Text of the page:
A doctor has been quizzed about why he did not make a record of a home visit to a man he is accused of assaulting on the same occasion.
Under cross examination, Dr Vic Calland, 63, who is accused of historic serious sexual offences against men, described claims put to him as “nonsense”.
Calland, of Broadgate, Preston, is on trial at Preston Crown Court with his partner, architect, George Cameron, who faces one charge.
He took to the witness stand to deny the allegations.
Prosecutor Philip Boyd asked why Calland had no record of the visit to the first complainant’s home.
Dr Calland said: “At the time we would see patients at home without their records and write notes onto a continuation card.
Mr Boyd retorted: “There were 29 notes of other visits by you in your capacity as a doctor with this man.”
He suggested the reason he had not made a record is because “something” had happened he wanted to “conceal”.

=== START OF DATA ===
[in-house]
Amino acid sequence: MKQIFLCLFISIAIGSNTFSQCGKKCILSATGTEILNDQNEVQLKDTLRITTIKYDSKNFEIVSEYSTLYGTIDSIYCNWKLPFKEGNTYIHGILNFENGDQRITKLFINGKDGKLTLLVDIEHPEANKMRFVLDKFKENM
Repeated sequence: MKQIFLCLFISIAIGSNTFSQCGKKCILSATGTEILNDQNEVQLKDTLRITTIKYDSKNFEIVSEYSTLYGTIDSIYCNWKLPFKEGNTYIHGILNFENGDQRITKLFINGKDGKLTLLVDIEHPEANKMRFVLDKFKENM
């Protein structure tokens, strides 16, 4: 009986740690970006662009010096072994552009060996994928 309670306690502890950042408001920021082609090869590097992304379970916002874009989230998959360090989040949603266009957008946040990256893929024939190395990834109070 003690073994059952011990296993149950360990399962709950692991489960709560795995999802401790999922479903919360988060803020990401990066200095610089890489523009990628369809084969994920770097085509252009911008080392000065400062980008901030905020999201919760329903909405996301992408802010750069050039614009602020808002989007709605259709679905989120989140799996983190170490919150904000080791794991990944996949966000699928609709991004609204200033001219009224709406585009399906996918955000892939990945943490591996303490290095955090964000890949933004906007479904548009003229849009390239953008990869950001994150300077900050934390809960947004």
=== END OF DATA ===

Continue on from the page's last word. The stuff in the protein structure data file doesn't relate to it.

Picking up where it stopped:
Dr Calland replied: “ Home visits in those days were not always recorded in notes We would have relied on the fact a letter went to hospital.
He added it could have been removed in the surgery’s efforts to get rid of “unnecessary paperwork”.
Mr Boyd added: “The way you’ve answered questions suggest you’re meticulous in the way you run your life. Can you explain how it is that in a home visit that resulted in a hospital visit, there isn’t a record?”
He replied: “I had to work with what I had got.”
The GP was also asked to refer to photographs of sexual paraphernalia seized from his house as the prosecution claimed he was “adventurous”, which he denied.